Hands off Great Lakes
Are the Council of Great Lakes Governors planning to sell
out our water?
By Elizabeth May
Published September 17th, 2004
As an environmentalist with more than 30 years of activism
under my belt, I am generally not vulnerable to complacency.
But if there is any area of environmental concern I tend
to feel is well in hand it is the Great Lakes.
The Great Lakes have a strong governance structure. The
International Joint Commission, a binational agency created
by the 1909 Boundary Waters Treaty, has been a voice for
conservation, for cleaner water, reducing pollution, and
for the ecological integrity of the lakes.
There are serious issues of ongoing pollution of the
lakes that engage Sierra Club volunteers on both sides
of the border. No one could be complacent about the issue
of Great Lakes pollution. But there was, I thought, no
chance that anyone would suggest selling off Great Lakes
The IJC and the Canadian federal government have clear,
unequivocal positions against any diversion of water from
the Great Lakes Basin. I thought that meant no diversions
would take place. I was wrong.
For the last few years, something called the Council
of Great Lakes Governors and Premiers have been developing
a plan for diversions.
They call it the Implementing Agreement for Annex 2001.
You have probably never heard of it. It was placed for
public consultation on July 19 with a deadline for comments
within 90 days — Oct. 18.
It is the product of three years of negotiation, primarily
among the Great Lakes governors. The 40 million residents
of the basin who depend on its waters get 90 days to figure
(After Oct. 18, the agreements can be approved and sent
to the U.S. Congress for legislation and enacted as law
by the provinces on the Canadian side.)
One of the experts who has analyzed the agreement, Ralph
Pentland, calls it tantamount to a "Water for sale"
sign over the Great Lakes.
Pentland is not some wild-eyed radical. He was Canadian
co-chair of the IJC study board on the issue of Great
Lakes' diversions and consumptive uses and before that
for nearly two decades was director of Environment Canada's
Pentland has compared the impact of the decision about
to be taken over the future of the Great Lakes with another
potential Aral Sea disaster.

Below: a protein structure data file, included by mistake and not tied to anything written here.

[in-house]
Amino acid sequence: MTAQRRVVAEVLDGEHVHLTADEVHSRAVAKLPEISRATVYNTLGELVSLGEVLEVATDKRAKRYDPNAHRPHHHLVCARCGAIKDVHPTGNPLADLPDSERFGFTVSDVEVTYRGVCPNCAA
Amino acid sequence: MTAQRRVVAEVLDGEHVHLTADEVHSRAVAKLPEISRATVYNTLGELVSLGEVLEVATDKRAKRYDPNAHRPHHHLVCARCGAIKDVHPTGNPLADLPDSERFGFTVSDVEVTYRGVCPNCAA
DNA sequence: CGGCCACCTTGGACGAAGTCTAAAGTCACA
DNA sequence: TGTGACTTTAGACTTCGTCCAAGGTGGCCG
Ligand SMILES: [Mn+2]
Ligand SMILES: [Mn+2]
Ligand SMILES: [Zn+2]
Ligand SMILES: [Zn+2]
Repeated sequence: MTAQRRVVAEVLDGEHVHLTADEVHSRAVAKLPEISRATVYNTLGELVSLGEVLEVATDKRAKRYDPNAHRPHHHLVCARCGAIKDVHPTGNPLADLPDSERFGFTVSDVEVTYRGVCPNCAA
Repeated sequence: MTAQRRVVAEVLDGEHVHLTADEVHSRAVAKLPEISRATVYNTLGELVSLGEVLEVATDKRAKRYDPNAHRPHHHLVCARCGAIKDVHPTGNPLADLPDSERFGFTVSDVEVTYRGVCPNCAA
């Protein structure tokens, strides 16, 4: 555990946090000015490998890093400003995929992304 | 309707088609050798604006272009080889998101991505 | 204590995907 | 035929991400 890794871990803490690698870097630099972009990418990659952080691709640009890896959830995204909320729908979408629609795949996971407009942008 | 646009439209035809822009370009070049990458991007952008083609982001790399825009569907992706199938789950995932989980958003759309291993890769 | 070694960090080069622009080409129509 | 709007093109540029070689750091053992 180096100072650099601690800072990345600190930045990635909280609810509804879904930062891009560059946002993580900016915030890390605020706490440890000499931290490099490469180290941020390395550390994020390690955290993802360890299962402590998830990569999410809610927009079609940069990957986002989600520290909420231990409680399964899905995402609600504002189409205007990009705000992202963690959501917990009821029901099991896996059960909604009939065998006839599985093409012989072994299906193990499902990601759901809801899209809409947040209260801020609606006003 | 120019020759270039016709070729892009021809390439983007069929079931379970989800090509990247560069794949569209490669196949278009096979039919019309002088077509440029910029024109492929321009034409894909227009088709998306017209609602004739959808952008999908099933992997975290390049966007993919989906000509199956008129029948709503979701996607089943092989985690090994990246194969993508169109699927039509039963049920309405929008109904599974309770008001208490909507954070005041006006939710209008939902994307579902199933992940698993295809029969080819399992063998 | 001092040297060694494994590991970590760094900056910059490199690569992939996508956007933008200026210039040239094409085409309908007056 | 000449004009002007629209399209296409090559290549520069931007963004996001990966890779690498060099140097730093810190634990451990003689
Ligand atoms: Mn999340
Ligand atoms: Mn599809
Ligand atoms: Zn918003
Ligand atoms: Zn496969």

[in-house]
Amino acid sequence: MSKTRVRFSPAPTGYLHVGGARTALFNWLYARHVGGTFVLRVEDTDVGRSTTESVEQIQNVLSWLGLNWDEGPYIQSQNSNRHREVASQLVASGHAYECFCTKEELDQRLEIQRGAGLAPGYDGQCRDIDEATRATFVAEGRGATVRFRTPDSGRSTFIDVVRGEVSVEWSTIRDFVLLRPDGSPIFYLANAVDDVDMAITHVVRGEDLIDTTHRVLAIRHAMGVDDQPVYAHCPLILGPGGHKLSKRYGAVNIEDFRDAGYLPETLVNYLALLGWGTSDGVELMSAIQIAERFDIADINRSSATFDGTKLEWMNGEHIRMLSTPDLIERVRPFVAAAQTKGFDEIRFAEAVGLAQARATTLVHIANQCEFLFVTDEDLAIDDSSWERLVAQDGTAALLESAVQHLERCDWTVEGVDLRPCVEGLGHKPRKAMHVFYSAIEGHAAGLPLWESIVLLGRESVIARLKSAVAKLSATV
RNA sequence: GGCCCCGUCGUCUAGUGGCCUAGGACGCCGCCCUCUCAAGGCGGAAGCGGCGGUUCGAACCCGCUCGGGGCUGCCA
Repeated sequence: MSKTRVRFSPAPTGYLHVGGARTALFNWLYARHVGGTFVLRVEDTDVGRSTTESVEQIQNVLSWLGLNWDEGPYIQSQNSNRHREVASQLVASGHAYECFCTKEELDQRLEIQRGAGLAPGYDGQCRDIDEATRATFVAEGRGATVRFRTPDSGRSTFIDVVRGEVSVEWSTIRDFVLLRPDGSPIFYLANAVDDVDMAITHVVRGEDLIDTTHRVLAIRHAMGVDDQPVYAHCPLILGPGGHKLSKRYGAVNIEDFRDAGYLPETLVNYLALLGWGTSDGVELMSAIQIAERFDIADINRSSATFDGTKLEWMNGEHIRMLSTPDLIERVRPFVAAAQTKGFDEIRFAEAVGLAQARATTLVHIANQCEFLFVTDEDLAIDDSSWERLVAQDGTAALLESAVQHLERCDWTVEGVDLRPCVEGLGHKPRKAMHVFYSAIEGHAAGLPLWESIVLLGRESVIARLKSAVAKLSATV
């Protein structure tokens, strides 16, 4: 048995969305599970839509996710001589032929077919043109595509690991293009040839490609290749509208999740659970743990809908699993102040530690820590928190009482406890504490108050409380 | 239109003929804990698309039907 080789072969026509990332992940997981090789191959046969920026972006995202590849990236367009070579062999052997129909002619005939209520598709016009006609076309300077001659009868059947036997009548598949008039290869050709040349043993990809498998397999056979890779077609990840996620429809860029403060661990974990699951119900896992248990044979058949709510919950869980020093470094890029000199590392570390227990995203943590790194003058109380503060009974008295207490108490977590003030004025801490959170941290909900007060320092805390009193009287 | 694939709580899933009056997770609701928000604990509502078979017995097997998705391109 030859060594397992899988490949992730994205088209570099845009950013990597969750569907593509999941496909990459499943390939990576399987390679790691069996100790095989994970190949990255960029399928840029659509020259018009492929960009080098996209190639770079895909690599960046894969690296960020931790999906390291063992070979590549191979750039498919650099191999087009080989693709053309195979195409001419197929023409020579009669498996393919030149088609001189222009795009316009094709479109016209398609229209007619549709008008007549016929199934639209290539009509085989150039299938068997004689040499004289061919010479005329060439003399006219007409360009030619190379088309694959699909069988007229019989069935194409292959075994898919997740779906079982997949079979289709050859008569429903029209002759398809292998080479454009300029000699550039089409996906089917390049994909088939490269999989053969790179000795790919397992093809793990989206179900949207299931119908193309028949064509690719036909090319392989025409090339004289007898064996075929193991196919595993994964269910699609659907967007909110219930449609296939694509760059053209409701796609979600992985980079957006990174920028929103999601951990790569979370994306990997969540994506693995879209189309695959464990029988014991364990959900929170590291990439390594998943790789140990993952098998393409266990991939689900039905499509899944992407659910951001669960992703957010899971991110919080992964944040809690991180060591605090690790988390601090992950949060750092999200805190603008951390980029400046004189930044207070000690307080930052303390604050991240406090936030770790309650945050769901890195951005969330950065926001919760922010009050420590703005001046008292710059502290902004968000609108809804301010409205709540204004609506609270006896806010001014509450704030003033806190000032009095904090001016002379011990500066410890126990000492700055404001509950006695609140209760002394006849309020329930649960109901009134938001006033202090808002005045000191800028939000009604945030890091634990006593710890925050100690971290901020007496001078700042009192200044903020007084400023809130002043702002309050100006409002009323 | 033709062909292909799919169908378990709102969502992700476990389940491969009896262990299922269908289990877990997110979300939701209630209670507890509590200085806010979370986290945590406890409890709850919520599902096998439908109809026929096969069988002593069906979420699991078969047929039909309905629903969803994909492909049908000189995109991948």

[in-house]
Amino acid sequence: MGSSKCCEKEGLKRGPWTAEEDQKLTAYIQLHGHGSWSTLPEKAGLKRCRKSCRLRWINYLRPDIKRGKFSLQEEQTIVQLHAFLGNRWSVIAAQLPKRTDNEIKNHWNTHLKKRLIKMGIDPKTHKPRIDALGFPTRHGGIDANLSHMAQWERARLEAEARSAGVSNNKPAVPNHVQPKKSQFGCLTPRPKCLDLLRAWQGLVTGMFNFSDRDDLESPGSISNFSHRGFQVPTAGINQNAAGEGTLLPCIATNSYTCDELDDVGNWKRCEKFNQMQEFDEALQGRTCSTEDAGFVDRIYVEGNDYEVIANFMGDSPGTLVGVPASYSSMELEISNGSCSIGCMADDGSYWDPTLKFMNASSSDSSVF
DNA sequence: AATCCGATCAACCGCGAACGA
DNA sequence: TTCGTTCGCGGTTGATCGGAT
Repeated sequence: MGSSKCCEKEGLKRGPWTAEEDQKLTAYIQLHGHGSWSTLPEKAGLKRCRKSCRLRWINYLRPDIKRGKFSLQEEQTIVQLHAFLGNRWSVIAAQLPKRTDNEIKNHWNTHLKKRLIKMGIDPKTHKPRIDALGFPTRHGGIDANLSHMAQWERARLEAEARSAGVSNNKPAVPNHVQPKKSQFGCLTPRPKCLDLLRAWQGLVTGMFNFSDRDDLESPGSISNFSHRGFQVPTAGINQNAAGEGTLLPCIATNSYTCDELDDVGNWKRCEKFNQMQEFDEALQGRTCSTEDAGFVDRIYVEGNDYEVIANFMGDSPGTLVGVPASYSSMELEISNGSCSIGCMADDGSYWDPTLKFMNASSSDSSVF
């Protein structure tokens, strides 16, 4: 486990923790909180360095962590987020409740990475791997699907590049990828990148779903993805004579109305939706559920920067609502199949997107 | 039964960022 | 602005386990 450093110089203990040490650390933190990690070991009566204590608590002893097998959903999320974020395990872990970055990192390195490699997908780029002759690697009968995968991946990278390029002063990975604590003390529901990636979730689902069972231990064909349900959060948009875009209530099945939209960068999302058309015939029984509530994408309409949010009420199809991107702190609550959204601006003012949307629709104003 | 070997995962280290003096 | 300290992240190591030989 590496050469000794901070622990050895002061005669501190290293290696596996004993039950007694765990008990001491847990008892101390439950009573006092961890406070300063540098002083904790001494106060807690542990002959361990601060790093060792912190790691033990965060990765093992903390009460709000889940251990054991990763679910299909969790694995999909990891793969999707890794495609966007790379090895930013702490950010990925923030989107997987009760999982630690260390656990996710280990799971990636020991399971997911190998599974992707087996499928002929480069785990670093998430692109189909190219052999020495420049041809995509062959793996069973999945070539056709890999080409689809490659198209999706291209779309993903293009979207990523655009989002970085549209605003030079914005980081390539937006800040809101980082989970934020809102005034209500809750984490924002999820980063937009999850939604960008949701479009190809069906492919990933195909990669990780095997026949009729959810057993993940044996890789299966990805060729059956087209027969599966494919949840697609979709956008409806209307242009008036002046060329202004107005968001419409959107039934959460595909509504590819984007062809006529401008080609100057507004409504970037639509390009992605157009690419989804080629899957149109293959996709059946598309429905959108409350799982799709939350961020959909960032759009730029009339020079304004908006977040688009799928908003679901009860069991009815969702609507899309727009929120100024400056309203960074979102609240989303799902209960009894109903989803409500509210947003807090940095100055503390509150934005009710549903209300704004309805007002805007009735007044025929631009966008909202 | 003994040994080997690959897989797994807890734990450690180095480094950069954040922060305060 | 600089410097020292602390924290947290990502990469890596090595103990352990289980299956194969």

The Aral Sea in central Asia was once famous as the third
largest lake in the world. It is now famous for the stark
images of rusting hulks of freighters stranded in a toxic
dust bowl where fish once swam. The lake is now too toxic
and salty for fish and has shrunk in area by more than
60 per cent.
In Pentland's view, the agreement between the governors
and premiers places the Great Lakes on a "slippery
slope." The comparison to the fate of the Aral Sea
is not hyperbole.
For the first time in history, this agreement would open
the Lakes to water diversions based on the premise that
customers for Great Lakes water from outside the Great
Lakes Basin have to be treated equally to those inside
the basin. Water takings would happen one permit at a
The language of the agreement imposes conditions and
claims to be about protecting the waters of the Great
But, in reality, the tests of when a diversion is appropriate
are subjective. If a user claims that they cannot manage,
even with aggressive water conservation measures that
can be enough to open the taps.
The agreement claims that any water taken out of the
basin must be put back in. But it is simply not possible
to replace bulk water transfers within the lake system,
or to engage in effective trade-offs between different
lake ecosystem components. Moreover, once the waters of
the Great Lakes are up for sale, the impact of trade agreements
will take over.
What had been a slippery slope will be greased by trade
The Great Lakes already face significant threats to both
quantity and quality.
A major factor will be the impacts of climate change.
At this point, even with aggressive implementation of
Kyoto, growing climatic instability cannot be avoided.
Humanity has already changed the chemistry of the global
atmosphere, increasing the absolute proportion of greenhouse
gases by more than 30 per cent.
This is not reversible except over centuries. So, while
we must reduce fossil fuel use at a much more accelerated
rate than that to which we are committed under Kyoto,
we also have to face the fact that the climate is changing.
Dropping water levels in the lakes will be part of our
future. Water shortages and droughts will as well. Deciding
in 2004 that it is a good business proposition to allow
the transfer of tens of millions of gallons of water a
day from the Great Lakes is nothing short of reckless.
It is not too late. Just say "No" to bulk water
diversions from the Great Lakes.
Elizabeth May is the executive director of the Sierra
Club of Canada.